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This review is taken from PN Review 216, Volume 40 Number 4, March - April 2014.

From the Smokery peter carpenter, Just Like That (Smith/Doorstop) £9.95

Peter Carpenter was born in Ewell, Surrey, in 1957. He belongs to the generation that looked with adoration at the Beatles and George Best, a generation for which the whiff of marijuana was breathed in with the atmosphere. At the same time, his England is one of ribbon developments, supermarkets and London overspill – not greatly different, despite the digital age, from Philip Larkin’s, though lived predominantly in the south-east. Drawn often towards the Thames estuary, his writing is also in touch with Dickens’s England, Dickens in general and Great Expectations in particular being frequent points of reference. It is never picture-book country. As Ruskin said of Turner, there is always litter in the foreground, and the litter here is often the verbal kind. There is something demotic about the jokey, somewhat slangy diction and the references to sport and popular culture, but Carpenter’s work is a far cry from, say, the Merseyside poets. There are many subtle literary allusions, and his sense of verbal complexity is comparable to Empson’s or to Hill’s. He also has a striking gift for metaphor; the first poem in the book talks, for instance, of ‘the fine rain of memory’ – a marvellous phrase.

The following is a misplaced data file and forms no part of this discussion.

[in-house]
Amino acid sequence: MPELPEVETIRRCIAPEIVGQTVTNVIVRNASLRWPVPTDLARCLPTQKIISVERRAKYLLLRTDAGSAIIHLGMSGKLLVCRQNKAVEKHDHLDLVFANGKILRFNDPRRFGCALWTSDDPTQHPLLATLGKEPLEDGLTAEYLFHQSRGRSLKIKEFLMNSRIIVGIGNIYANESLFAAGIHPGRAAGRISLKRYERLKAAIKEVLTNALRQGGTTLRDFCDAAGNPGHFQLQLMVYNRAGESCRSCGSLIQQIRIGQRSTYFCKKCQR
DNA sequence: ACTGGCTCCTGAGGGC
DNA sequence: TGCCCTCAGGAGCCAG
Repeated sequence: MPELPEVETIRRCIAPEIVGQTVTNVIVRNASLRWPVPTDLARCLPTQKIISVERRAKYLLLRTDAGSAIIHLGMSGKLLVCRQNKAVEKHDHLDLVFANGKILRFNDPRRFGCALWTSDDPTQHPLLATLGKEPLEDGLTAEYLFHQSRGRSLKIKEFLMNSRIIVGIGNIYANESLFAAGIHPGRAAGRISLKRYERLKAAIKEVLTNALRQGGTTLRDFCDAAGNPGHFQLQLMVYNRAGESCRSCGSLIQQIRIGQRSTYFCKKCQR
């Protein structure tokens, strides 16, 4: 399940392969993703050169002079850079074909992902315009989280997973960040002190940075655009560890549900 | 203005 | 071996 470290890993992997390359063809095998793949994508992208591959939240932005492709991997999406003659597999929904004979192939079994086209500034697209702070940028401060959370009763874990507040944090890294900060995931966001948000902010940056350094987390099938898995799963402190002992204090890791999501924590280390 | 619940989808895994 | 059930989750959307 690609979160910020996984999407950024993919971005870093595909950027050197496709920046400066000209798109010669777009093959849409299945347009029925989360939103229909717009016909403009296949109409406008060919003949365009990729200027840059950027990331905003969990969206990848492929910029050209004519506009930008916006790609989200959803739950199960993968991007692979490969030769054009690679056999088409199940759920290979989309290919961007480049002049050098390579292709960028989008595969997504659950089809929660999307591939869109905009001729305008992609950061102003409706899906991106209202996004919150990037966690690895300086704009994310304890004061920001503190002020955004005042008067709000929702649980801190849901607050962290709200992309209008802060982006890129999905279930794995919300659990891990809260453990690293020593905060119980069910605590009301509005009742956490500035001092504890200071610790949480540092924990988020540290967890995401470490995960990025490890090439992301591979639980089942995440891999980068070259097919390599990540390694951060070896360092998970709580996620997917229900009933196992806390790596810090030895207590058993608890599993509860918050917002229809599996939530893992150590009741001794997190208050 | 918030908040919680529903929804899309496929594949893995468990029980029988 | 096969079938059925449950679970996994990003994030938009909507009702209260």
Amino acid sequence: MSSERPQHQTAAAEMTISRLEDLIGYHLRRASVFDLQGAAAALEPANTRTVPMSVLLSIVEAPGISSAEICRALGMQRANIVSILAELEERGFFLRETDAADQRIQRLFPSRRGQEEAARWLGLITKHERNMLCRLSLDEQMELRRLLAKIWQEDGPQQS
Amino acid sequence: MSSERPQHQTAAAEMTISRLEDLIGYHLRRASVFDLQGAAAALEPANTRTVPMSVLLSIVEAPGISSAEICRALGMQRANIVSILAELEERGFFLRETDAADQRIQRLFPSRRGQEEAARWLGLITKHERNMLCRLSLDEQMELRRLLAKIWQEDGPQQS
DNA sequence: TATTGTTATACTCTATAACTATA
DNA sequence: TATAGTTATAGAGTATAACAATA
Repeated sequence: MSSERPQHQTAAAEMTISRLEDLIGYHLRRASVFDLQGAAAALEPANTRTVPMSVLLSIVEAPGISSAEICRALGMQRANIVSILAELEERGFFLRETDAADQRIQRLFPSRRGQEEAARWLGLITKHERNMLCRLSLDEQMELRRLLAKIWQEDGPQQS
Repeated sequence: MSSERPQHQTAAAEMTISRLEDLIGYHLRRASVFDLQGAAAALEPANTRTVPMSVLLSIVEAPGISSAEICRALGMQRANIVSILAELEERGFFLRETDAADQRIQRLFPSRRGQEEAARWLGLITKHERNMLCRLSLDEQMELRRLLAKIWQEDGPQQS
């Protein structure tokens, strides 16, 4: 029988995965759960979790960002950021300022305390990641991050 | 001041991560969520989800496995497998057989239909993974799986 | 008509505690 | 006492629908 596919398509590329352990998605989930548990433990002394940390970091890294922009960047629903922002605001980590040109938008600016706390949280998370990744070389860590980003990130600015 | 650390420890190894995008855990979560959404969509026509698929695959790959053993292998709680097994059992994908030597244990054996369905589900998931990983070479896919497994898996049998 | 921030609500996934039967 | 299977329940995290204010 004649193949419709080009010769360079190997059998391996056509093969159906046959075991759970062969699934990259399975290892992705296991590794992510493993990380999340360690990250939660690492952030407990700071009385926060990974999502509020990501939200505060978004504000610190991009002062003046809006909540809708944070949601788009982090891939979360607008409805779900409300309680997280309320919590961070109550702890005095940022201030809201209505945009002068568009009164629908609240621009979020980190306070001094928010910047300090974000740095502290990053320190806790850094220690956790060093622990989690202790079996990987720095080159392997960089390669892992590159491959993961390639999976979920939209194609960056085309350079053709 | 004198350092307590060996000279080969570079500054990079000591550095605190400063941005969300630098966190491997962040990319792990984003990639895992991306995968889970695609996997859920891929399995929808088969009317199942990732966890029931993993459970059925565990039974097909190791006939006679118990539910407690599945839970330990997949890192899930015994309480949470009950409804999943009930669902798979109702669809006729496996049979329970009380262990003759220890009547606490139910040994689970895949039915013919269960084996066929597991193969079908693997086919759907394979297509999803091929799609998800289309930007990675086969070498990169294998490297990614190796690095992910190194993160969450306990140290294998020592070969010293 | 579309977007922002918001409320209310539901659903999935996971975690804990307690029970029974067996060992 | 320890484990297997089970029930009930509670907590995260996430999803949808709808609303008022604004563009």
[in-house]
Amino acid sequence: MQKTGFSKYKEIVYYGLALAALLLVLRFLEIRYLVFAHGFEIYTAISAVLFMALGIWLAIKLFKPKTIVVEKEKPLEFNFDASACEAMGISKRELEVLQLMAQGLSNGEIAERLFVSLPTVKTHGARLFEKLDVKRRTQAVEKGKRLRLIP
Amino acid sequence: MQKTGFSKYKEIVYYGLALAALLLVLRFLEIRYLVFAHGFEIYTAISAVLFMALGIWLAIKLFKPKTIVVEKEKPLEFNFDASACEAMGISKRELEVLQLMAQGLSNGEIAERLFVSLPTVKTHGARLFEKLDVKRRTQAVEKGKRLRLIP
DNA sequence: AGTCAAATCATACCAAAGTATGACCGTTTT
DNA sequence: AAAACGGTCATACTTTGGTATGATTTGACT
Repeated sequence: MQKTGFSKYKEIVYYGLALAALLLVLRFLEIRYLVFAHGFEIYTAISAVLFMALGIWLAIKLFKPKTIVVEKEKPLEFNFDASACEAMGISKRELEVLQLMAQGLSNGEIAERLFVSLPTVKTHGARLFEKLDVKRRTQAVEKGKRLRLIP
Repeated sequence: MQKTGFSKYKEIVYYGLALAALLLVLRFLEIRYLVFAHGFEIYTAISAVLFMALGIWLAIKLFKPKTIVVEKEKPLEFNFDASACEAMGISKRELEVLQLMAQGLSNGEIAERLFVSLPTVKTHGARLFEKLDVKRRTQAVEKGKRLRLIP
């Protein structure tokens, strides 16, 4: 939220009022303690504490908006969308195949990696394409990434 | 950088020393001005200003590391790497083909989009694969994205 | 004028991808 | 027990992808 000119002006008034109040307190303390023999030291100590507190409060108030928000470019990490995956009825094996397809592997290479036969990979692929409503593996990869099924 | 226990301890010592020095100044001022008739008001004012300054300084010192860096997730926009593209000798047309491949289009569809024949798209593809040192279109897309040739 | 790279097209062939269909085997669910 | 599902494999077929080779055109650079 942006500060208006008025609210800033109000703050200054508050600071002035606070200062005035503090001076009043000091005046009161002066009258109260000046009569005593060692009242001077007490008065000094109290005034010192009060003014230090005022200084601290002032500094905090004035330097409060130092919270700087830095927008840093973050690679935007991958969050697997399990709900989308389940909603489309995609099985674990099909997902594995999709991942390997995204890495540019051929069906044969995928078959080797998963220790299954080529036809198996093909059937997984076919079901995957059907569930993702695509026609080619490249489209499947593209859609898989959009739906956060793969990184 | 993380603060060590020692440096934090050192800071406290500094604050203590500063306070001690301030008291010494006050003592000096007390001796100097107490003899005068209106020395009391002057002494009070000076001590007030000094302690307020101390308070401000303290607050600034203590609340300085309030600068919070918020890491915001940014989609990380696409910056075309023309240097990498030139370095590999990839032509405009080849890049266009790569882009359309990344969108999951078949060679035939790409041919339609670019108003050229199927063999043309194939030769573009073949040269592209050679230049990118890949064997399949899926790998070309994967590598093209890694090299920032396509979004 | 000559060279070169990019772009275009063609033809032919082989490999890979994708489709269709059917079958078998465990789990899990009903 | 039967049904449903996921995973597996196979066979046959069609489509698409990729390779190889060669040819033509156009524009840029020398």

One inevitably introduces Carpenter in these terms. The first of his five previous volumes is called Choosing an England (1997), and there is irony in that title, since the England he writes about is so strikingly one he could never in fact have chosen – that of his childhood circumstances – and ...


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